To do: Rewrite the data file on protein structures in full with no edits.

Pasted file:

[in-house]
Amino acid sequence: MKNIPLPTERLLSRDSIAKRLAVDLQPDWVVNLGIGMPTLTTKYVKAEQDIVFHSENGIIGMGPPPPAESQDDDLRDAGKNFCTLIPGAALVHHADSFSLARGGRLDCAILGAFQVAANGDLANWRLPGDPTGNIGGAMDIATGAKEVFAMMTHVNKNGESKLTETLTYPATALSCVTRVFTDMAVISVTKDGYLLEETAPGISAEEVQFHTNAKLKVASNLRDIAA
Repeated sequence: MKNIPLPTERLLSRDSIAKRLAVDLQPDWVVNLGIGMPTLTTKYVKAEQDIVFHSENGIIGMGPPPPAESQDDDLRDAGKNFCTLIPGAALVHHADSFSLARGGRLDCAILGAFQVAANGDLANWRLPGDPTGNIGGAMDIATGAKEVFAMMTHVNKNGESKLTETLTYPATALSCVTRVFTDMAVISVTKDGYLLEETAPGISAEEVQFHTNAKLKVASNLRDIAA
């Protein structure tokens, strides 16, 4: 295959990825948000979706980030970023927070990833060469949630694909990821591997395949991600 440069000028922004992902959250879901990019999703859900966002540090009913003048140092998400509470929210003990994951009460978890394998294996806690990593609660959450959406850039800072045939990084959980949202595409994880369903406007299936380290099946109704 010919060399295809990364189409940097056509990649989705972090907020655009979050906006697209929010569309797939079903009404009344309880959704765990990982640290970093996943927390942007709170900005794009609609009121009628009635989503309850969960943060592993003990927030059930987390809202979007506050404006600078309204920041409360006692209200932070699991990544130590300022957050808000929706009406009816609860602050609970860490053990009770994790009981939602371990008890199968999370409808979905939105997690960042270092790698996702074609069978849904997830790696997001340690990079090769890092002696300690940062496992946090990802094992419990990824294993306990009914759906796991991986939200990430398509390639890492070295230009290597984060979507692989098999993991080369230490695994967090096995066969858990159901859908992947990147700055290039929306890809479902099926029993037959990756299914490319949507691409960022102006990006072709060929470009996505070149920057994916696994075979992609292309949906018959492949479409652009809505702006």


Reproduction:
[in-house]
Amino acid sequence: MKNIPLPTERLLSRDSIAKRLAVDLQPDWVVNLGIGMPTLTTKYVKAEQDIVFHSENGIIGMGPPPPAESQDDDLRDAGKNFCTLIPGAALVHHADSFSLARGGRLDCAILGAFQVAANGDLANWRLPGDPTGNIGGAMDIATGAKEVFAMMTHVNKNGESKLTETLTYPATALSCVTRVFTDMAVISVTKDGYLLEETAPGISAEEVQFHTNAKLKVASNLRDIAA
Repeated sequence: MKNIPLPTERLLSRDSIAKRLAVDLQPDWVVNLGIGMPTLTTKYVKAEQDIVFHSENGIIGMGPPPPAESQDDDLRDAGKNFCTLIPGAALVHHADSFSLARGGRLDCAILGAFQVAANGDLANWRLPGDPTGNIGGAMDIATGAKEVFAMMTHVNKNGESKLTETLTYPATALSCVTRVFTDMAVISVTKDGYLLEETAPGISAEEVQFHTNAKLKVASNLRDIAA
């Protein structure tokens, strides 16, 4: 295959990825948000979706980030970023927070990833060469949630694909990821591997395949991600 440069000028922004992902959250879901990019999703859900966002540090009913003048140092998400509470929210003990994951009460978890394998294996806690990593609660959450959406850039800072045939990084959980949202595409994880369903406007299936380290099946109704 010919060399295809990364189409940097056509990649989705972090907020655009979050906006697209929010569309797939079903009404009344309880959704765990990982640290970093996943927390942007709170900005794009609609009121009628009635989503309850969960943060592993003990927030059930987390809202979007506050404006600078309204920041409360006692209200932070699991990544130590300022957050808000929706009406009816609860602050609970860490053990009770994790009981939602371990008890199968999370409808979905939105997690960042270092790698996702074609069978849904997830790696997001340690990079090769890092002696300690940062496992946090990802094992419990990824294993306990009914759906796991991986939200990430398509390639890492070295230009290597984060979507692989098999993991080369230490695994967090096995066969858990159901859908992947990147700055290039929306890809479902099926029993037959990756299914490319949507691409960022102006990006072709060929470009996505070149920057994916696994075979992609292309949906018959492949479409652009809505702006």